It’s not just this story.

A former DHS CEO is profiting from every pornoscanner that’s produced.

Steven Tepp was on the Senate Judiciary Committee before working for the US Chamber of Commerce.

The CIA wastes a ton of money on bogus software.

The Patriot Act was passed on faulty reasoning.

And don’t get me started on the copyright enforcement takedowns.

Let’s face it, our government really is at war with us. All to protect themselves.

Anonymous Coward says:

While the senate debates cutting entitlements that have a very real and direct impact on actual citizens, DHS wants to spend MORE money on useless technology. Even if these devices worked properly, are they really necessary or does some senator’s brother-in-law own a company that supplies parts to build these things. Do we really need a DHS? Or do we simply need another government agency to oversee DHS, because I dont think I will feel safe and secure until that happens.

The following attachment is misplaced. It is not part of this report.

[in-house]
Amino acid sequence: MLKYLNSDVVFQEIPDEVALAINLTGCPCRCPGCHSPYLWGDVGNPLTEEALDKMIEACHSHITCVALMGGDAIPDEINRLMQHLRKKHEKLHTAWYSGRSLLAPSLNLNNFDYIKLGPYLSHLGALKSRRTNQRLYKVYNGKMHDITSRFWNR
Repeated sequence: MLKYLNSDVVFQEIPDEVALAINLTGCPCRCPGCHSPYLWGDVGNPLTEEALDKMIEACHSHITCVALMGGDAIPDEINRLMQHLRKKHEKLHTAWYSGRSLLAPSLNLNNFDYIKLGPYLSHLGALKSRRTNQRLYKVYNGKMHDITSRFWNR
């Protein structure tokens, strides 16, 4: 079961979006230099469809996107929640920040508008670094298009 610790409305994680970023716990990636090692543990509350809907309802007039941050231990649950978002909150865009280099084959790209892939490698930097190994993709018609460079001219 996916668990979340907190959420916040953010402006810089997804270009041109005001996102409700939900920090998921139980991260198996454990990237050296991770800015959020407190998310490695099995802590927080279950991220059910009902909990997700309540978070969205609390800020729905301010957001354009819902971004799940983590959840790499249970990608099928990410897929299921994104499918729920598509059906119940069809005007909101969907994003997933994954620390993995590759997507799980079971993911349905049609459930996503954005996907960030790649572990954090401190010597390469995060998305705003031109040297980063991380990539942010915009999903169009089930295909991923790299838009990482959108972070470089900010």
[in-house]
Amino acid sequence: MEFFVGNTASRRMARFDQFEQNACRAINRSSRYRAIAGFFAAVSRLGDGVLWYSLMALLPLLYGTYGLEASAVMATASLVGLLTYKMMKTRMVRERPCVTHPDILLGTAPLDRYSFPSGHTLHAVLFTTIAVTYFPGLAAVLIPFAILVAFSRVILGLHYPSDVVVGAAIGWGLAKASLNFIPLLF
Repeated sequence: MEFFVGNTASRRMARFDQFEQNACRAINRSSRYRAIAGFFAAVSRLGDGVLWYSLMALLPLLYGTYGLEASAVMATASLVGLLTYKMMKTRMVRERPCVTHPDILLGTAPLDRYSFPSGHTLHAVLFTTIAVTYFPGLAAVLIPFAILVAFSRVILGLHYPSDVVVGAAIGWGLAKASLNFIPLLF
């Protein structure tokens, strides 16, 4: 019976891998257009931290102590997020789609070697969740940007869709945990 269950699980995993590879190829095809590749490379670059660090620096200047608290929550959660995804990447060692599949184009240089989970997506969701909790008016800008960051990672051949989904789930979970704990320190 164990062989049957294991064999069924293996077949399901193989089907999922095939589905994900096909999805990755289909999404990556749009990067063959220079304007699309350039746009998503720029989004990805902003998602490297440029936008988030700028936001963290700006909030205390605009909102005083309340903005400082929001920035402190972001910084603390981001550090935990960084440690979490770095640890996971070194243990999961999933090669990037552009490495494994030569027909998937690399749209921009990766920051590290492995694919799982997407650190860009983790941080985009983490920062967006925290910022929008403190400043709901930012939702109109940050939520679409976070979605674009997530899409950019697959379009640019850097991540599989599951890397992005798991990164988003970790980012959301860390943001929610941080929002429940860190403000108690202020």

Ken (profile) says:

Punishment will be far more than $5000

It may only be $5000 but the net effect is going to be devastating to Righthaven. Judge Hunt also gave a lot of ammunition to current and past victims. Righthaven regardless of whether they stay in business or not will be fending off a swarm of lawsuits for years to come. If they go bankrupt then Stevens Media and MediaNews group will be on the hook so don’t be surprised if these media companies artificially prop up Righthaven to shield themselves from liability.

r (profile) says:

Re: Punishment will be far more than $5000